Here's a bit of educated trivia:
One of the foundation theorems of computer science is Turing's
Universality Theorem. (It's due to the English mathematician Alan
Turing, who went a large way to inventing what is now called computer
science.)
Turing's Universality Theorem states that any computing system that
reaches a certain level, has in principle all the power of any digital
computing system. ("In principle" means, capable of carrying out any of
the computations IF you give it enough added memory, and are willing to
wait as long as necessary for the answer.) The level of complexity is
surprisingly low, and is reached by all programming languages as that's
generally understood. A system that reaches that level is called
"Turing complete."
Now, interestingly, the SPSS transformation language is not Turing
complete. It's about the only reasonably powerful language I can name,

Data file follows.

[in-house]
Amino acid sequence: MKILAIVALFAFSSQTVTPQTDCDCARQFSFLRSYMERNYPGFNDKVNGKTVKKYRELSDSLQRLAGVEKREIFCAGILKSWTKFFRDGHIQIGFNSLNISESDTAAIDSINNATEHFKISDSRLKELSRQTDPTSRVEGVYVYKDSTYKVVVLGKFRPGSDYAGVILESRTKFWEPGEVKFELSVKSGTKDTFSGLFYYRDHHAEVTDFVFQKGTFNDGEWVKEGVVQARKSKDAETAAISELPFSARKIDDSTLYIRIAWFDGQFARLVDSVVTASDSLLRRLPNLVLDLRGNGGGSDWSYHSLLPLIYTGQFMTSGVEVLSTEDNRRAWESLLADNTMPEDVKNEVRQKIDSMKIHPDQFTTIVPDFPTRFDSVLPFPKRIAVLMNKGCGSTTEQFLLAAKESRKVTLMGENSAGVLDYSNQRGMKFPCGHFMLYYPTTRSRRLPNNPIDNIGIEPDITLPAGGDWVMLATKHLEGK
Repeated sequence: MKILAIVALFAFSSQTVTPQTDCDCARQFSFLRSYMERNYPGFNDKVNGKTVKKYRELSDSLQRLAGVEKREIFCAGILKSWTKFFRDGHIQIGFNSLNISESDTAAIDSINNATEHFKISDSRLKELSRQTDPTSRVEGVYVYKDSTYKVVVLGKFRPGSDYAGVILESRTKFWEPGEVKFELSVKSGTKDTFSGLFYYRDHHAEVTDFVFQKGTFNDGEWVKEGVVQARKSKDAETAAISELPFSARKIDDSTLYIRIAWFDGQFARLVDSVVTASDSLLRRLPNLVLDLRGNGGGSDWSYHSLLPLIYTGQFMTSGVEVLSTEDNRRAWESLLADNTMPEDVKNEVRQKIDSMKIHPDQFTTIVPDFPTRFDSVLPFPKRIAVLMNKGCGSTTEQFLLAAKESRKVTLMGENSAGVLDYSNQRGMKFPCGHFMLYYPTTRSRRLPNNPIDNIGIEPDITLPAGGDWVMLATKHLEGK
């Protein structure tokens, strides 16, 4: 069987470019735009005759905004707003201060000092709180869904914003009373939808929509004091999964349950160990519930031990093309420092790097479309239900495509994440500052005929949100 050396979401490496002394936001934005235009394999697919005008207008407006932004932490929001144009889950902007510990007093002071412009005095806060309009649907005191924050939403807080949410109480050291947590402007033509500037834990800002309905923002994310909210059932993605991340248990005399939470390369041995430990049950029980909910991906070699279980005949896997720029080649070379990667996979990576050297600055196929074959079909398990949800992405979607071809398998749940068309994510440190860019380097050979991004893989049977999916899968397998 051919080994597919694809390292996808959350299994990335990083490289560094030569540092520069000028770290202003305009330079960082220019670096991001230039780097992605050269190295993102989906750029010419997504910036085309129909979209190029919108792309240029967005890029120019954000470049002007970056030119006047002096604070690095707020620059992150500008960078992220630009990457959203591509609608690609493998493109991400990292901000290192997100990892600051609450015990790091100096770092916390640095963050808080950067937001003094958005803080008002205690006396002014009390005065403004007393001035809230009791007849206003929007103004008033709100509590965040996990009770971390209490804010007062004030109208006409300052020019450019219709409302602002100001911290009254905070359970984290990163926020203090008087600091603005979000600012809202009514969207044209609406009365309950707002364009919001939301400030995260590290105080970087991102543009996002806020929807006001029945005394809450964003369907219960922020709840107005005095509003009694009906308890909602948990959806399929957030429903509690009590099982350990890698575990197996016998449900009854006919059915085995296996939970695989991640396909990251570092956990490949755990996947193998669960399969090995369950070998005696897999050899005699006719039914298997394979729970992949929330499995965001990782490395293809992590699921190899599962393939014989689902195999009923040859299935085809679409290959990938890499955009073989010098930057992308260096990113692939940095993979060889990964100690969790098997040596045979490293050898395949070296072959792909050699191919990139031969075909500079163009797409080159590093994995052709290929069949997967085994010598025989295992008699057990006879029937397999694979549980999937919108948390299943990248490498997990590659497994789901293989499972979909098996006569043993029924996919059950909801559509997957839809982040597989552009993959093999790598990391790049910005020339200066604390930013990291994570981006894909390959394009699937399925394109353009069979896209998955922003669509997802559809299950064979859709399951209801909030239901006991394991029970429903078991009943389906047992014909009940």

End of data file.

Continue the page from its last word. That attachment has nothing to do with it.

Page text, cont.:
that isn't.
OK, why isn't it? Well, we can get at that through the famous "Halting
problem." That's another theorem of Turing's: if you have a Turing
complete system, there is no computer program that can study its
programs and tell, in all cases, whether or not the program will ever
stop.
But you CAN tell whether transformationlanguage programs will stop:
they always will. That's because there are only two exceptions to
straight flow of control through the program: DO REPEAT, and LOOP. DO
REPEAT is really a macrolike facility that generates the code implied
by each iteration. And all LOOPs terminate, because either they have an
indexing clause, or they'll be terminated when they reach the MXLOOPS
limit. (Of course, IF clauses on LOOP or END LOOP statements, or BREAK
statements within, may end them sooner.)
I'd been thinking you could make a loop run infinitely by modifying the
loop counter so the upper limit was never reached. Now that we know
that the actual loop counters are inaccessible to the program, that
isn't possible. So, all LOOPs terminate; so, all transformation
programs terminate; so, the language isn't Turing complete.
Now, you all were just waiting to have this question resolved, weren't
you?
(I don't know. Maybe you can make an infinite loop by setting an upper
bound larger than 2**53, so the counter eventually gets so large that
adding 1 to it doesn't change the value.)